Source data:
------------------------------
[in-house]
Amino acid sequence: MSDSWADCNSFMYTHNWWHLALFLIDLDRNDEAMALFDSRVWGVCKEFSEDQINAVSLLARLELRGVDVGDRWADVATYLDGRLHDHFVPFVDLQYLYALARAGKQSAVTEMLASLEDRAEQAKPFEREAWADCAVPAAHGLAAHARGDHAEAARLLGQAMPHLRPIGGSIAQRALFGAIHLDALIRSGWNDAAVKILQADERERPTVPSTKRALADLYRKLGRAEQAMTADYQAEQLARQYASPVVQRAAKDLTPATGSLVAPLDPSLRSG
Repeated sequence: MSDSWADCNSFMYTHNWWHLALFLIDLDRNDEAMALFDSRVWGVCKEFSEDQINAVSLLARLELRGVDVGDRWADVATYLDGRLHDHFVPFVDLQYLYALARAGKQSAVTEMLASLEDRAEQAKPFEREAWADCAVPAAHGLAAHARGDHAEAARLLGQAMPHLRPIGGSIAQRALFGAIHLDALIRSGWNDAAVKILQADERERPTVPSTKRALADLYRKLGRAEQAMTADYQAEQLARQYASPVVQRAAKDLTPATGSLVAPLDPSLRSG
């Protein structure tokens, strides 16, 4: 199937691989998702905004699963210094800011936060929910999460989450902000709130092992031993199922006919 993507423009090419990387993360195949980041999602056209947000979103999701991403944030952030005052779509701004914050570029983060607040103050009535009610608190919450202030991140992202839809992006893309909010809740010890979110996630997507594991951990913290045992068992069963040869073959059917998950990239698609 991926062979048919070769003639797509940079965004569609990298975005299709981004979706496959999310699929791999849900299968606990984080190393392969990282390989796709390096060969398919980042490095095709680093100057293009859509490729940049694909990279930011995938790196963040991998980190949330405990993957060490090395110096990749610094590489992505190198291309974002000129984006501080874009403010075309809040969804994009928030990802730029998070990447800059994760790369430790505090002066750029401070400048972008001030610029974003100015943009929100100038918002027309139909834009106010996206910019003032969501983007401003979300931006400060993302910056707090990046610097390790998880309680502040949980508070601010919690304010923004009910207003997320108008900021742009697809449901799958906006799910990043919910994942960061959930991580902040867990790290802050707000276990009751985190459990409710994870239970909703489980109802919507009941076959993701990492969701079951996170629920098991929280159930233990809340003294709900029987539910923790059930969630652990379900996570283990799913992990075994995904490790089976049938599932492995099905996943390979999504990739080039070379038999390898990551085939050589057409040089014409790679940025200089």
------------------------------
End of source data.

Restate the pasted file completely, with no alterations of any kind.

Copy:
[in-house]
Amino acid sequence: MSDSWADCNSFMYTHNWWHLALFLIDLDRNDEAMALFDSRVWGVCKEFSEDQINAVSLLARLELRGVDVGDRWADVATYLDGRLHDHFVPFVDLQYLYALARAGKQSAVTEMLASLEDRAEQAKPFEREAWADCAVPAAHGLAAHARGDHAEAARLLGQAMPHLRPIGGSIAQRALFGAIHLDALIRSGWNDAAVKILQADERERPTVPSTKRALADLYRKLGRAEQAMTADYQAEQLARQYASPVVQRAAKDLTPATGSLVAPLDPSLRSG
Repeated sequence: MSDSWADCNSFMYTHNWWHLALFLIDLDRNDEAMALFDSRVWGVCKEFSEDQINAVSLLARLELRGVDVGDRWADVATYLDGRLHDHFVPFVDLQYLYALARAGKQSAVTEMLASLEDRAEQAKPFEREAWADCAVPAAHGLAAHARGDHAEAARLLGQAMPHLRPIGGSIAQRALFGAIHLDALIRSGWNDAAVKILQADERERPTVPSTKRALADLYRKLGRAEQAMTADYQAEQLARQYASPVVQRAAKDLTPATGSLVAPLDPSLRSG
């Protein structure tokens, strides 16, 4: 199937691989998702905004699963210094800011936060929910999460989450902000709130092992031993199922006919 993507423009090419990387993360195949980041999602056209947000979103999701991403944030952030005052779509701004914050570029983060607040103050009535009610608190919450202030991140992202839809992006893309909010809740010890979110996630997507594991951990913290045992068992069963040869073959059917998950990239698609 991926062979048919070769003639797509940079965004569609990298975005299709981004979706496959999310699929791999849900299968606990984080190393392969990282390989796709390096060969398919980042490095095709680093100057293009859509490729940049694909990279930011995938790196963040991998980190949330405990993957060490090395110096990749610094590489992505190198291309974002000129984006501080874009403010075309809040969804994009928030990802730029998070990447800059994760790369430790505090002066750029401070400048972008001030610029974003100015943009929100100038918002027309139909834009106010996206910019003032969501983007401003979300931006400060993302910056707090990046610097390790998880309680502040949980508070601010919690304010923004009910207003997320108008900021742009697809449901799958906006799910990043919910994942960061959930991580902040867990790290802050707000276990009751985190459990409710994870239970909703489980109802919507009941076959993701990492969701079951996170629920098991929280159930233990809340003294709900029987539910923790059930969630652990379900996570283990799913992990075994995904490790089976049938599932492995099905996943390979999504990739080039070379038999390898990551085939050589057409040089014409790679940025200089």